Situated so close to the invasion beaches, the Herman Göring Division posed a dire threat to the tenuous 45th Division beachhead and its objective that day was not only to counterattack but also to collapse the beachhead and drive the two American divisions back into the sea.
Although at first the Germans failed to act aggressively against Gavin’s outgunned and outmatched force, the afternoon of July 11 a panzer force attacked Biazza Ridge with full fury. Although under continuous shelling throughout the afternoon, by the slimmest of margins Gavin’s force somehow held despite steadily mounting casualties. To his men their commander declared: “We’re staying on this goddamned ridge – no matter what happens.” And that is exactly what they did.
The defenders of Biazza Ridge managed to capture two 75-mm pack howitzers, which they turned into direct fire weapons to defend the ridge. One managed to knock out an attacking Tiger tank.
As the battle raged Gavin later wrote that, “I kept thinking of Shiloh, Bloody Shiloh. General Grant, sheltered under the riverbank, his command overrun, refused to leave the field, counterattacked, and the battle was won.”
Although nicked in the leg by a fragment from a mortar shell, Gavin did not seek treatment until the following morning and dismissed his wound as inconsequential and unworthy of a Purple Heart.
By early evening the situation had turned decidedly grim when six Sherman tanks suddenly appeared to the accompaniment of loud cheers from the weary paratroopers who had been joined by others, including some airborne engineers, infantry, clerks, cooks and truck drivers. With this scratch force and the Shermans Gavin counterattacked and in so doing deterred the Germans from pressing their considerable advantage. The battle ended with the Herman Göring Division retreating and the Americans firmly in control of Biazza Ridge.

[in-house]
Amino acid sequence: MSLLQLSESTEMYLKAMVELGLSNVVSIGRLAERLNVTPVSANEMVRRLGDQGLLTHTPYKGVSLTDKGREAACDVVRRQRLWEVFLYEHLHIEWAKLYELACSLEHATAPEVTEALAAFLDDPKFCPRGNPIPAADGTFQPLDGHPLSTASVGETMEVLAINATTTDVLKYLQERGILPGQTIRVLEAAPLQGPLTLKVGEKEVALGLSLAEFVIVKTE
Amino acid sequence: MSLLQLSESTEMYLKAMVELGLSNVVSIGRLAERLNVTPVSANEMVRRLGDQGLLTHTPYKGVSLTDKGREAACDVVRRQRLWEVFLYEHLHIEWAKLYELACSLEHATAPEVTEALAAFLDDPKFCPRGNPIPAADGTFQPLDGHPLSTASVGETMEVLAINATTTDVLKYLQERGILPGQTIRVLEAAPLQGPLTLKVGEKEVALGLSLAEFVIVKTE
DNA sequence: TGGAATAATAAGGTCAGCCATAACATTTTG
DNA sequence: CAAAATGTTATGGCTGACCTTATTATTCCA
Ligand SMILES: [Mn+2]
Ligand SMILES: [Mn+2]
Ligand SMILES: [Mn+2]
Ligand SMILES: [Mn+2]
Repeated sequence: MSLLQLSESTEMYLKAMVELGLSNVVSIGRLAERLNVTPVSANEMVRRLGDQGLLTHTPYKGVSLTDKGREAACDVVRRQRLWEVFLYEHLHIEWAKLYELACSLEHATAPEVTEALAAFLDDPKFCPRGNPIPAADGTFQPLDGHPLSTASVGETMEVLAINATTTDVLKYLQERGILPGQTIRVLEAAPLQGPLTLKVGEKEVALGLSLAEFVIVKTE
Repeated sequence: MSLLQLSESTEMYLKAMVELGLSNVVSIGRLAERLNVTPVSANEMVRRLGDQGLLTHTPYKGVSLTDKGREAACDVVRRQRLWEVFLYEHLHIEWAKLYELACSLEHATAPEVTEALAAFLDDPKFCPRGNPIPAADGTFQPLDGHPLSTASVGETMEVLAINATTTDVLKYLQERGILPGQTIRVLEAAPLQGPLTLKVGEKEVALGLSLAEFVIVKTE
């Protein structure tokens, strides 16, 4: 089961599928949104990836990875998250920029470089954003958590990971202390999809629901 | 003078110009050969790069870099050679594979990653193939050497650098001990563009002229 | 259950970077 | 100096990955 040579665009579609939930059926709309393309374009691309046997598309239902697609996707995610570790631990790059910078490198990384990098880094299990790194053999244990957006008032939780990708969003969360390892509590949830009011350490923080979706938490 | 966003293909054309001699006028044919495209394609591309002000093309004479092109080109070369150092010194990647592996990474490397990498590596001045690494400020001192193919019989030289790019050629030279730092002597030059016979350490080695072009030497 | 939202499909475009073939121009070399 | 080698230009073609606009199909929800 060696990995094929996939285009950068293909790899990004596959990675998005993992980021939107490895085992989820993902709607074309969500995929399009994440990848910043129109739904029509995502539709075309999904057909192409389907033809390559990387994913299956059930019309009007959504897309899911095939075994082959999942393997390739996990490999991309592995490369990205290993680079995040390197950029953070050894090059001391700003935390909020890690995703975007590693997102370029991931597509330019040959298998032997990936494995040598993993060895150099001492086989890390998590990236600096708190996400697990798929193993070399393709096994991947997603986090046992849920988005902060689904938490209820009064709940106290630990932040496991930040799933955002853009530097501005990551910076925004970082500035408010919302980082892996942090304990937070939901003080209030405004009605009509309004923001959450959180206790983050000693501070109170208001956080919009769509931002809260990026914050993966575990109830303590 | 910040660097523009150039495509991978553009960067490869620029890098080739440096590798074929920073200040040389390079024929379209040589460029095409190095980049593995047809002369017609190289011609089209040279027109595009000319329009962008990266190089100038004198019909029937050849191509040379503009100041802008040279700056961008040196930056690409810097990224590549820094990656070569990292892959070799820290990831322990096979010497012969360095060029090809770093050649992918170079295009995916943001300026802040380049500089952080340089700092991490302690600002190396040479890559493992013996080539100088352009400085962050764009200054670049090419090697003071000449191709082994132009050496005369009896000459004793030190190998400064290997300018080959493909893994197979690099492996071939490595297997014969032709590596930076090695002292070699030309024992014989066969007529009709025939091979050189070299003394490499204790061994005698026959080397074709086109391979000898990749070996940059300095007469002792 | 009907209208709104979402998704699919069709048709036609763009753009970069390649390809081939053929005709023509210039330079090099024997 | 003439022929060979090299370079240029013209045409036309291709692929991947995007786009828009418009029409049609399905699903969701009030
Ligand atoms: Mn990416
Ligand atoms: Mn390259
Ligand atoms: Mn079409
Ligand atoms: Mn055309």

Thanks to the valor of Gavin and his men on July 11 the beachheads were secured. The cost was high with some fifty killed and more than one hundred wounded.
Biazza Ridge would haunt Gavin for decades. He cared deeply about his men and their deaths were painful to a commander who believed strongly in sharing their hardships. Graveside services were held right after the battle and a somber Gavin stood with his head bowed in prayer and tears in his eyes as the chaplain prayed for their immortal souls. Jim Gavin’s actions on Biazza Ridge have been described as “one of the finest, most dogged displays of leadership in all of World War II.”
For his valor that day he was later awarded the first of his two Distinguished Service Crosses.
In the Acate valley, not far from Biazza Ridge, is a highway bridge over the Dirillo River. Several hundred yards west of the bridge is the only American monument in Sicily. Situated on the wall of a small, white-walled Sicilian farmhouse is a stone tablet upon which are inscribed the names of the thirty-nine paratroopers of Jim Gavin’s 505th Parachute Infantry Regiment who lost their lives during the battles fought in and around Ponte Dirillo on July 10, 1943.
Most years there is simple, poignant wreath laying ceremony held at the monument on July 10 to commemorate the fallen. As traffic zooms by on Route 115 their names are read. Most who traverse this busy highway are unaware of what occurred there and on nearby Biazza Ridge in July 1943.
Thankfully, their sacrifice is not forgotten.
Please check back next month for Part II.